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Exploring careers in austerity through the lens of the kaleidoscope career model: the case of the Hellenic public sector

Mouratidou, Maria (2016) Exploring careers in austerity through the lens of the kaleidoscope career model: the case of the Hellenic public sector. Doctoral thesis (PhD), Manchester Metropolitan University.

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Abstract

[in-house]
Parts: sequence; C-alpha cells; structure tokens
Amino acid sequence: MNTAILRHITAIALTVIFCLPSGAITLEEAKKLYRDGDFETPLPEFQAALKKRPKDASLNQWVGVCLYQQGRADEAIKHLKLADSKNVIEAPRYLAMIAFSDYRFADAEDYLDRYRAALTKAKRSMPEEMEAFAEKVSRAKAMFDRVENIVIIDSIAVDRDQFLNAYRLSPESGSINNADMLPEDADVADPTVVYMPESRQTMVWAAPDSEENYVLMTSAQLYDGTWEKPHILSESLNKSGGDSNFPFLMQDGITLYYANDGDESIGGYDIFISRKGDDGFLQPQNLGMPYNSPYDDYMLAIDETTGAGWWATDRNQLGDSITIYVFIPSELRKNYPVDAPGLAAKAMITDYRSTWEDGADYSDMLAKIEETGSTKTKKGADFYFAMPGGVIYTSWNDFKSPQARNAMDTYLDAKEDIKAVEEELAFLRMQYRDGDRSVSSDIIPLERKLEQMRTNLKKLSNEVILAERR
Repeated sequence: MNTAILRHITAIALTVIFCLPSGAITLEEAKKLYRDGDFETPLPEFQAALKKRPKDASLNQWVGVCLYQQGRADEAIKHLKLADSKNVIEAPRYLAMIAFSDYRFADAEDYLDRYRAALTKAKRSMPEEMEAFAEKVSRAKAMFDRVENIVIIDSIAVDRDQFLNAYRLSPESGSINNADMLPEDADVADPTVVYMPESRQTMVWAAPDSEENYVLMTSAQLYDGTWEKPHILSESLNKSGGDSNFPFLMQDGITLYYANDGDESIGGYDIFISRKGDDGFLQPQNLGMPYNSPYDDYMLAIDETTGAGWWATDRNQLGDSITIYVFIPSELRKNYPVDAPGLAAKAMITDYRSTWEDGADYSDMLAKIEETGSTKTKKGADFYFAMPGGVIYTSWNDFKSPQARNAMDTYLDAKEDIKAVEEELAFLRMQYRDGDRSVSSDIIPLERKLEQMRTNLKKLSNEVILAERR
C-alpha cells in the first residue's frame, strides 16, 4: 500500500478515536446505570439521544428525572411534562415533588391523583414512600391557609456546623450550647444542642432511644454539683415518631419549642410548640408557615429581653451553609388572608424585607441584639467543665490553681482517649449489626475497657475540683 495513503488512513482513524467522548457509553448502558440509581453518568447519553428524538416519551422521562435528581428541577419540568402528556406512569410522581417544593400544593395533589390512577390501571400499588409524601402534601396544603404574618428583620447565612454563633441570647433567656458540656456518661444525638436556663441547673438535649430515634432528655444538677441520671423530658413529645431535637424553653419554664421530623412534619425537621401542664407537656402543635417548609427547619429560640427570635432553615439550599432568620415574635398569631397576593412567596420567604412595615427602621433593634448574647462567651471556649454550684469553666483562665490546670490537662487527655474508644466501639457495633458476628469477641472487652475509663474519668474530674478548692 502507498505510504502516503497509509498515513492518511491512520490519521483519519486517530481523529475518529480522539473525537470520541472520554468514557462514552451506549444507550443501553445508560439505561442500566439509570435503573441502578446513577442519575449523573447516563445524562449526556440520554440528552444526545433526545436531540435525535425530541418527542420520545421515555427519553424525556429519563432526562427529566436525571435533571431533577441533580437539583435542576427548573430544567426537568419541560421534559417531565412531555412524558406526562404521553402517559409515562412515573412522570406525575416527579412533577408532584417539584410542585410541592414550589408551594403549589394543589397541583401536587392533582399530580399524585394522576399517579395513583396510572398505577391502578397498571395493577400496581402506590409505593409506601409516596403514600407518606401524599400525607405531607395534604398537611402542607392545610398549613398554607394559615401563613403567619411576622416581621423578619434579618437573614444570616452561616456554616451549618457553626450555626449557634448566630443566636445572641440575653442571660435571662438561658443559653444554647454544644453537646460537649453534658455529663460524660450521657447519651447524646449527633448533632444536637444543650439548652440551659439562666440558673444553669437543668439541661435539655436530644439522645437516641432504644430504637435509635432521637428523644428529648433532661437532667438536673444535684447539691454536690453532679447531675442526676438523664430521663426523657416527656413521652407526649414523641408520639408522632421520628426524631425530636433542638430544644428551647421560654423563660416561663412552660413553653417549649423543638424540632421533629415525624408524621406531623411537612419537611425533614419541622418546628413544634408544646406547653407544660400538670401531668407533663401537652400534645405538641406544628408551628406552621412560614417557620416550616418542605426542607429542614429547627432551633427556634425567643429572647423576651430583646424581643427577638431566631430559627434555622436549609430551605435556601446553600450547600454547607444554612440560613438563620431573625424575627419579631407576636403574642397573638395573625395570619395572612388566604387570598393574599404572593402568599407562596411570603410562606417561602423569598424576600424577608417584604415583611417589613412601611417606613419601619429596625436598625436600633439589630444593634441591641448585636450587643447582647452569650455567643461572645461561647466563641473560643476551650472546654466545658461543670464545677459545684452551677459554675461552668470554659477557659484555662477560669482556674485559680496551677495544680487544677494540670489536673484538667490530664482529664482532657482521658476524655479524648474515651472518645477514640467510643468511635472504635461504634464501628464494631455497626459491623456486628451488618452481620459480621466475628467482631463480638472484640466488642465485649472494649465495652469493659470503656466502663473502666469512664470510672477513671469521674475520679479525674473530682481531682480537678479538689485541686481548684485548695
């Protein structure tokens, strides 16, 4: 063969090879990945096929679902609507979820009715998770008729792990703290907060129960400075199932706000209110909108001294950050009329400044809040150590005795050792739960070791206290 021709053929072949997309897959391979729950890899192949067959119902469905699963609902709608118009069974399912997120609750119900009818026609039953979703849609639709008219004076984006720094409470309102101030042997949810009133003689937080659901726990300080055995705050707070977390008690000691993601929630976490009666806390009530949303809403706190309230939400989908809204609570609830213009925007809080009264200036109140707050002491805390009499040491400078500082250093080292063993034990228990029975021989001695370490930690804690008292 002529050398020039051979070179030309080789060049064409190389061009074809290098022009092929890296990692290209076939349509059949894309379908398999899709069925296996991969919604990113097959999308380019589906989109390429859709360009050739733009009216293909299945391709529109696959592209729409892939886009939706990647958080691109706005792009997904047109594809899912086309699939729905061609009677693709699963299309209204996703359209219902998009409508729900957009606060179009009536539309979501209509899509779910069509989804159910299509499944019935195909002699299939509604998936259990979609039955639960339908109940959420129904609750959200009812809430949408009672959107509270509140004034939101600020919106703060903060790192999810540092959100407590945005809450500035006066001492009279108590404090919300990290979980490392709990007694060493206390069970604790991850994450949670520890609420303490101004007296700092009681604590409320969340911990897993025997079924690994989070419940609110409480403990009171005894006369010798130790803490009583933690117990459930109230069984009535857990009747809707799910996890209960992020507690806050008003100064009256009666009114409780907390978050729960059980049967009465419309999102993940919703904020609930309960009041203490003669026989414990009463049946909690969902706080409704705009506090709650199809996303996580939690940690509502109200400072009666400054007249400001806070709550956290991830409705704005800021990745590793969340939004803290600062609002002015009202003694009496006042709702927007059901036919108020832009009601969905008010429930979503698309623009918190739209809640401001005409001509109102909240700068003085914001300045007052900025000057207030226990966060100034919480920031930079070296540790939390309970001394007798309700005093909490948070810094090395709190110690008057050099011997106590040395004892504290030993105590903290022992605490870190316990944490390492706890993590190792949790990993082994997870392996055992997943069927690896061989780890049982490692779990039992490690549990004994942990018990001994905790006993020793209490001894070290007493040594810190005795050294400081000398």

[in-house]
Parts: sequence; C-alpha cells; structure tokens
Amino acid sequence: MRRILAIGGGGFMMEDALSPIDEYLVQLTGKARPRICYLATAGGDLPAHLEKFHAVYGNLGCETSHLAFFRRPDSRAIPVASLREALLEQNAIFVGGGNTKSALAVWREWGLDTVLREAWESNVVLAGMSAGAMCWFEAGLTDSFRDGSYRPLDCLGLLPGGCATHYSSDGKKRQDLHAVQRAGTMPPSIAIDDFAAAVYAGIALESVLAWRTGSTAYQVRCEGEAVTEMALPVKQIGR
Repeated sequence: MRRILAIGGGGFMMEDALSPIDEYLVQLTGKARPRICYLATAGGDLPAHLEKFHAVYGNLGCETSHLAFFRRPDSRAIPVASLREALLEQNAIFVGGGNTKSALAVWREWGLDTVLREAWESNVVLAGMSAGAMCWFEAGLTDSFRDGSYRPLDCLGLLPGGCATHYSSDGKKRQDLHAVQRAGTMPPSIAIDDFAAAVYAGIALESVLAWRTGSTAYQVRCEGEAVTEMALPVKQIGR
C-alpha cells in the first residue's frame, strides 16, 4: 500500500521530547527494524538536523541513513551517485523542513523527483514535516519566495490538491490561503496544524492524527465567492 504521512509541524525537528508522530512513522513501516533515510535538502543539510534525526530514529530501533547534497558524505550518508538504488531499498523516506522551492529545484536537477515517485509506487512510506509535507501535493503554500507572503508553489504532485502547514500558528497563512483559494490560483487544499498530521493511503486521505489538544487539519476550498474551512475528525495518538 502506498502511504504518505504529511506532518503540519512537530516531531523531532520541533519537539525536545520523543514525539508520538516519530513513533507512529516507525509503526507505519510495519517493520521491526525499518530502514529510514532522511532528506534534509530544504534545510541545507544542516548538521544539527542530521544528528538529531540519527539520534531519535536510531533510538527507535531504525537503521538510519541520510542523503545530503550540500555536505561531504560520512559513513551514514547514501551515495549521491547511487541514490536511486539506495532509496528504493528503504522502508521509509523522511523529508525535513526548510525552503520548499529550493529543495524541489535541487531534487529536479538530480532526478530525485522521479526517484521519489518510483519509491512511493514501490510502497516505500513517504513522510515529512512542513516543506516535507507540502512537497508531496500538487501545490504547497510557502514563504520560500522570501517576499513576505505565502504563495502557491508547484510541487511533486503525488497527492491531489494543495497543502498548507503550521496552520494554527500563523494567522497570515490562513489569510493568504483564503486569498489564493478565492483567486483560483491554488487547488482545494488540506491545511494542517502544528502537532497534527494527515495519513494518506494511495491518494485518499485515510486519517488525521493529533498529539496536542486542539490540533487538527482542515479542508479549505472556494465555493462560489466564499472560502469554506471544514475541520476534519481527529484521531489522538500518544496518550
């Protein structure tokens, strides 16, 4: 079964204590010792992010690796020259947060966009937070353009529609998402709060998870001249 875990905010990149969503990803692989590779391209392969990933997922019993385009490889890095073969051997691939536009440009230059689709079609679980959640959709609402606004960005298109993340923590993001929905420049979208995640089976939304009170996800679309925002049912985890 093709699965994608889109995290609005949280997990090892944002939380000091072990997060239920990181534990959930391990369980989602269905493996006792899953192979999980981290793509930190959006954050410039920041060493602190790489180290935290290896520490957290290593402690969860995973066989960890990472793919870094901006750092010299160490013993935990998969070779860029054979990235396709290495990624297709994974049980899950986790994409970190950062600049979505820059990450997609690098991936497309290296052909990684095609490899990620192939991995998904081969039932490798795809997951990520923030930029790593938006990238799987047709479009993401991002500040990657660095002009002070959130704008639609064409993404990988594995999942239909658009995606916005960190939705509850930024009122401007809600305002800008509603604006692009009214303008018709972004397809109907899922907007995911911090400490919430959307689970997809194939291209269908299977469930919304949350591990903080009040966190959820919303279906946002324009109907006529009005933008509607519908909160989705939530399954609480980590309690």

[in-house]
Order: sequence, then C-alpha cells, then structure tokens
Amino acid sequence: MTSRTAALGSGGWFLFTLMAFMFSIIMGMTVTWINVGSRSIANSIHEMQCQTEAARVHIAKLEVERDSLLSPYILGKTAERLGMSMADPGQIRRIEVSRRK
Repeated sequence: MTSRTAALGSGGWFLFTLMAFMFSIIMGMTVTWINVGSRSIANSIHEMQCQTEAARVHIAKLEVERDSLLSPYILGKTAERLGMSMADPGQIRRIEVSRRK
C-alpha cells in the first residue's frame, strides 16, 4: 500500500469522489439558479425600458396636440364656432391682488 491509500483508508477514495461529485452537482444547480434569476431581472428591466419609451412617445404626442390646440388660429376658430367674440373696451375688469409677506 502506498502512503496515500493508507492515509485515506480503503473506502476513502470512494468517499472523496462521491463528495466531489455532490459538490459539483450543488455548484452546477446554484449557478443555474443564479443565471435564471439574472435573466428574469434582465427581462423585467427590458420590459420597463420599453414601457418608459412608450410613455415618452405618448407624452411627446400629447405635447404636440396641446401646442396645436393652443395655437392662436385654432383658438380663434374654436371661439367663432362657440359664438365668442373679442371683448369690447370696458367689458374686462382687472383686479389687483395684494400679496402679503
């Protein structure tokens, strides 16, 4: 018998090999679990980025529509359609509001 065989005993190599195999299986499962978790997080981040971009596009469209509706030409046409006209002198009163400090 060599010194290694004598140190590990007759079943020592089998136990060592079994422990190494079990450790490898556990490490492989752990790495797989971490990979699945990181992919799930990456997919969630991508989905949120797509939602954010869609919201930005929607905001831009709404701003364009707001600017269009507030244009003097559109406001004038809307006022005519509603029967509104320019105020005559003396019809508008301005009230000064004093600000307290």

The purpose of this study is to understand the idiosyncratic notion of career and career needs in austerity by examining the Hellenic public sector via the lens of the kaleidoscope career model (KCM), which was used as the theoretical framework, in order to explore the relevancy of its proposed career needs. Semi-structured interviews were carried out with a sample of 33 public sector employees, and thematic analysis was used to analyse the collected data. The findings of the interviews revealed that the participants perceived their careers as jobs, pointing to an instrumental career orientation while at the same time suggesting that careers in austerity had plateaued and were frozen and unfair. The relevant career needs identified from the data were safety, fairness and training. The analysis of the interviews suggested that the KCM was not entirely appropriate for accommodating a career in austerity, and consequently the thesis aimed to develop the model further. The main theoretical contribution of the thesis is found in the redevelopment of the KCM, since in its initial conceptualisation the model accommodates the notion of career by arguing about three specific needs, namely authenticity, balance and challenge – prerequisites that are located at the top of the human needs hierarchy. This thesis expands the KCM by adding the need for safety, a lower-order need, in which case the KCM becomes more inclusive by incorporating the notion of job, including a variety of workers. In addition, the thesis aims at expanding the traditional organisational career notion of advancement and status to include an instrumental orientation to work which better reflects the specific contexts of dismissals, high unemployment, insecurity and cuts in public spending. The study concludes with the realisation that careers and understanding thereof are context-dependent – constantly evolving depending on social, political and financial structures – and thus in need of being researched in situ, in order to be understood fully.

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